November 26, 2001
Gross misses bus, not final kickBy Mike London, The Salisbury Post
VALDOSTA, GA -- No one’s been the central character in more heart-thumping Catawba dramas over the last few seasons than place-kicker Matt Gross.
Gross has known happiness. Last season’s winning kick against Carson-Newman that signaled Catawba’s arrival on Division II’s national stage, for instance.
Gross has also known abject misery. That blocked potential game-winner at Carson-Newman on Oct. 27, for example.
Yesterday, Gross was huge in a positive way one more time in Catawba’s 37-34 overtime stunner at Valdosta State. Gross calmly kicked the tying point in the final seconds of regulation, then the winning field goal on Catawba’s first overtime possession.
The real kicker to this story is that Gross almost didn’t make it to Valdosta, which is roughly 520 miles from Salisbury.At least he very nearly didn’t make it with the rest of the team.
The Indians’ buses pulled out of Rowan County on Thursday morning. Gross’ No. 12 was aboard one of the vehicles, but the veteran booter, who has his name etched all over the Indian record books, wasn’t.
Catawba coach David Bennett broke that news in yesterday’s postgame press conference. The country coach, always eager to relate a strange story, jumped in when reporters were quizzing Gross about his feelings as he made his clutch kicks.
“Yep, Gross almost got left,” grinned Bennett. “We’re getting down the road. We’re in Kannapolis. The coaches are watching a movie and then everyone starts pointing and saying ‘Outside, look outside!’ ”
What was outside the bus was not Santa and eight tiny reindeer, but something even more remarkable. It was Gross, driving his jeep at a speed best left unreported, frantically motioning for the Indians to pull over so he could join the Georgia-bound caravan as a passenger.
Gross had overslept and had missed the departure rendezvous. And apparently no one had noticed. To make a long story short, the buses were halted.
“We told Matt he could ride, but he’d have to ride on the offensive bus,” said Bennett. “I heard the cheers for him when he got on there.”
Eventually there would be hundreds of cheers for Gross on Saturday. Perhaps even louder was the stunned silence of 4,000-plus Valdosta fans when he drilled his winning kick.
Gross revealed there were more butterflies accompanying the PAT he knocked through after Catawba had closed to 34-33 with eight seconds left in regulation than on his winning field goal with the score tied.
Makes sense. Fans assume those PATs to be automatic. But kickers know otherwise. A lot can go wrong between snap, hold and boot. Not to mention those desperate 6-foot-5 guys flying at you.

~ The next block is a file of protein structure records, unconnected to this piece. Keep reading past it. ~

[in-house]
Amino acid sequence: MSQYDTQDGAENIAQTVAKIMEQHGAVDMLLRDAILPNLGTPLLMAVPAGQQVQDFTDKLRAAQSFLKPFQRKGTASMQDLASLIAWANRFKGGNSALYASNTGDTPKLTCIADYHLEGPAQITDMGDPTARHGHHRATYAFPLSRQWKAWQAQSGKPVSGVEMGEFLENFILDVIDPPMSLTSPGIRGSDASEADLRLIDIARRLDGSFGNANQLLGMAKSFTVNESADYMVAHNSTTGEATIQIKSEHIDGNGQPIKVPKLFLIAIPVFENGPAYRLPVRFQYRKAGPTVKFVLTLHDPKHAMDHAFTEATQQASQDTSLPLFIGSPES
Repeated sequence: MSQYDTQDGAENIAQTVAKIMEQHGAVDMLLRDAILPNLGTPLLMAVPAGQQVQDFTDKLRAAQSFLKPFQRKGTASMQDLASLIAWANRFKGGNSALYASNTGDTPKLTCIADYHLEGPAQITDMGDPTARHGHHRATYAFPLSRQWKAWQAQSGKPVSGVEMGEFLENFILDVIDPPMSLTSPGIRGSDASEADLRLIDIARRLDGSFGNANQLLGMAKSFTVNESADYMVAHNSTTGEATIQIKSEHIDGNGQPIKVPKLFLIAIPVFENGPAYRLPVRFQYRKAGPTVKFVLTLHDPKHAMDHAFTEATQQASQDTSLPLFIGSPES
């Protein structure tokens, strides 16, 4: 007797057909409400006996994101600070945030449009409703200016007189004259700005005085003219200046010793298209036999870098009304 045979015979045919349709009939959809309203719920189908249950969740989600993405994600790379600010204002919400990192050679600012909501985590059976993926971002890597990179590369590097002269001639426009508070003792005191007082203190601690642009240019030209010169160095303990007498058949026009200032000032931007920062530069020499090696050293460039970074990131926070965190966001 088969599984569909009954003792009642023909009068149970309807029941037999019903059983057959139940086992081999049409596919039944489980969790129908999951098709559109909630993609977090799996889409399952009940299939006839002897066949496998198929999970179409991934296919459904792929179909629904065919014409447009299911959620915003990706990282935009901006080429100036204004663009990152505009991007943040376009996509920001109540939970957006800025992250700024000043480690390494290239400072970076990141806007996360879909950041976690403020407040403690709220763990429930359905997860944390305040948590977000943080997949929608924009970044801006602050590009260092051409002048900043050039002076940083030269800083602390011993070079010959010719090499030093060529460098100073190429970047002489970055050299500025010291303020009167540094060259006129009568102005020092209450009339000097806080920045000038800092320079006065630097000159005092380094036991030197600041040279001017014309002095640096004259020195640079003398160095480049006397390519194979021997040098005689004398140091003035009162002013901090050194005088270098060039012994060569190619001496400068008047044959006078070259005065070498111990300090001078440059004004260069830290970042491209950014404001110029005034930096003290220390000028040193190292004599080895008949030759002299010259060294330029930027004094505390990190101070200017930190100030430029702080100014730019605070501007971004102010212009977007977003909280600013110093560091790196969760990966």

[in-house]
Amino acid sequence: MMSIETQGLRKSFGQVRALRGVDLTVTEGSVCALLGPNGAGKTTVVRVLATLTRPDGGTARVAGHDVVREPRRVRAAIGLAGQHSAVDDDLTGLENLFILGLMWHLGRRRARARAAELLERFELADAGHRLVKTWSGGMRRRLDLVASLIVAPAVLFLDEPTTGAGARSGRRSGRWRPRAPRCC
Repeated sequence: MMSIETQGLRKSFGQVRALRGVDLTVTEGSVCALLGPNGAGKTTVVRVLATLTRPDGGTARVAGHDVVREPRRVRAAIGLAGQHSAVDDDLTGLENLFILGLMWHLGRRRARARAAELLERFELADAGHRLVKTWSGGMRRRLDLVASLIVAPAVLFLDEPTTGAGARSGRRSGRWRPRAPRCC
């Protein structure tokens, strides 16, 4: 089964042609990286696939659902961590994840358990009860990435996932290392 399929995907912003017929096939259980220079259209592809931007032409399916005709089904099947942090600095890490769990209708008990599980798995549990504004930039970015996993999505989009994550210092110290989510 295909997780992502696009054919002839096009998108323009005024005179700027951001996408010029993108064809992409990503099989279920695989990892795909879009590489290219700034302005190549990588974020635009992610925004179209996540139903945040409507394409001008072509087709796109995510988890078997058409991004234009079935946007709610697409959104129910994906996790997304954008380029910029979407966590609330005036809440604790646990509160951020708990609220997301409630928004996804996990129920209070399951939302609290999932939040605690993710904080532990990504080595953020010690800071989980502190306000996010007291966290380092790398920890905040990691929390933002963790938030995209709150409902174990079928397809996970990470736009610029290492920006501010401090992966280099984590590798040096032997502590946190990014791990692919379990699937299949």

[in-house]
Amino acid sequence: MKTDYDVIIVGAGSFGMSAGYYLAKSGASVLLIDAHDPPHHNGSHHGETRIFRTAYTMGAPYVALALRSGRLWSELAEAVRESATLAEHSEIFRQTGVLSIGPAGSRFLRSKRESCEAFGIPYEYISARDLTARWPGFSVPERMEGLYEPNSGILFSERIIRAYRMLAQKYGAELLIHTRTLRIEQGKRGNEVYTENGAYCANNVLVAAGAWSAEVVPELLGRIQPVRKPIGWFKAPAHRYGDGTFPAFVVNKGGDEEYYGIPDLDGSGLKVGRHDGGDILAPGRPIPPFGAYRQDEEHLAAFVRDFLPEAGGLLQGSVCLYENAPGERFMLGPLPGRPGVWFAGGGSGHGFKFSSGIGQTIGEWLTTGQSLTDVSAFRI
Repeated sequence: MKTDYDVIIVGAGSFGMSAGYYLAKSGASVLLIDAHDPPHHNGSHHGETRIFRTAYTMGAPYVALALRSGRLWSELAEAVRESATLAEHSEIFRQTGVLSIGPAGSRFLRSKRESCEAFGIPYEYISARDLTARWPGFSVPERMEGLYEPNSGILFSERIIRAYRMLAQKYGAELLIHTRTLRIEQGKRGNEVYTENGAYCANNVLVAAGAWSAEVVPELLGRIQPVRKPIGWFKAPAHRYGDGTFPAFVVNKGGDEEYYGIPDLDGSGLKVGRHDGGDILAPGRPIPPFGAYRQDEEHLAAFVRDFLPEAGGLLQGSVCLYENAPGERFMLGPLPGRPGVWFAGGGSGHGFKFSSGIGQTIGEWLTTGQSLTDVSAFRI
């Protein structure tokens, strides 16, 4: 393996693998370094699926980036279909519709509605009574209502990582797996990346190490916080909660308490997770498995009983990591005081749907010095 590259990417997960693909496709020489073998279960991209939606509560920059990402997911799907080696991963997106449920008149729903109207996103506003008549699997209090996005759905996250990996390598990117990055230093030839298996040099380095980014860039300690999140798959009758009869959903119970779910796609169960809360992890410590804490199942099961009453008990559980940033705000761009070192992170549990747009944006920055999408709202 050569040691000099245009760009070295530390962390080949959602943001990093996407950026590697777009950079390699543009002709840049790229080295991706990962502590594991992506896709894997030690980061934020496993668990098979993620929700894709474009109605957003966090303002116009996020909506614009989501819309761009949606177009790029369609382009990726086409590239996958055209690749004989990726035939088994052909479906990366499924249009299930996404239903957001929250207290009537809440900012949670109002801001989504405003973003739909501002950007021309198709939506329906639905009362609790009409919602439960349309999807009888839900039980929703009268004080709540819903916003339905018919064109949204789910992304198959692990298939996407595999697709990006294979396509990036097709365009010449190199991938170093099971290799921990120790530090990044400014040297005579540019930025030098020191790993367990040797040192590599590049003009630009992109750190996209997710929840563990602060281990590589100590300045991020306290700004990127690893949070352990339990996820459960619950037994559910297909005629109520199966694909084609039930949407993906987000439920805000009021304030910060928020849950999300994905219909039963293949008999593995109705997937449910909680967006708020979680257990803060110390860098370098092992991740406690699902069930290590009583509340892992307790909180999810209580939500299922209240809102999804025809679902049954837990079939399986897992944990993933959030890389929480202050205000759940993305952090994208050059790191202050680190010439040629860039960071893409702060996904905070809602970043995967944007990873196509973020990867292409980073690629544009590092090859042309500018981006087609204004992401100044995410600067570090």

Bennett has all the faith in the world in Gross because, while there have been a few memorable misses in his career, there have been many more magical makes. When Catawba won the toss for overtime, a victory scenario was already playing itself out in Bennett’s active imagination.
“Our defense goes out and stops ‘em. We send in Matt and Matt makes the kick to win the game,” he said.
Which is exactly how it happened.
After its defense held Valdosta on four downs, Catawba was in position to win with a score of any kind. It ran the ball three times up the middle as Gross loosened up his limb.
“With the athletes Valdosta has, we weren’t going to be throwing it around and taking chances,” said Bennett. “Not when we have a kicker like Gross.”
When the Indians turned matters over to Gross from 35 yards away, some prayed. Some looked the other way. Most just got ready to celebrate, even after Valdosta coach Chris Hatcher called the obligatory freeze-the-kicker timeout.
“I’ve been there before,” said Gross. “The team has a lot of faith in me when it comes down to it. All I was thinking was to get under it so they can’t block it.”
Gross, No. 3 in the nation in field-goal makes per game this fall, kicked this one so high that even Tim Duncan standing on top of Shaquille O’Neal’s shoulders couldn’t have gotten a finger on it.
And it was as straight as the 50-yard line.
“I knew it was good,” said Gross matter-of-factly.
But the questions for Bennett weren’t quite over.
What would have happened, an inquiring mind wanted to know, if Gross’ jeep hadn’t had the horsepower to catch the team buses.
“We might have been in some trouble there,” answered Bennett.
“But I believe Matt would still have found a way to get down here. After all, he’s a senior.”
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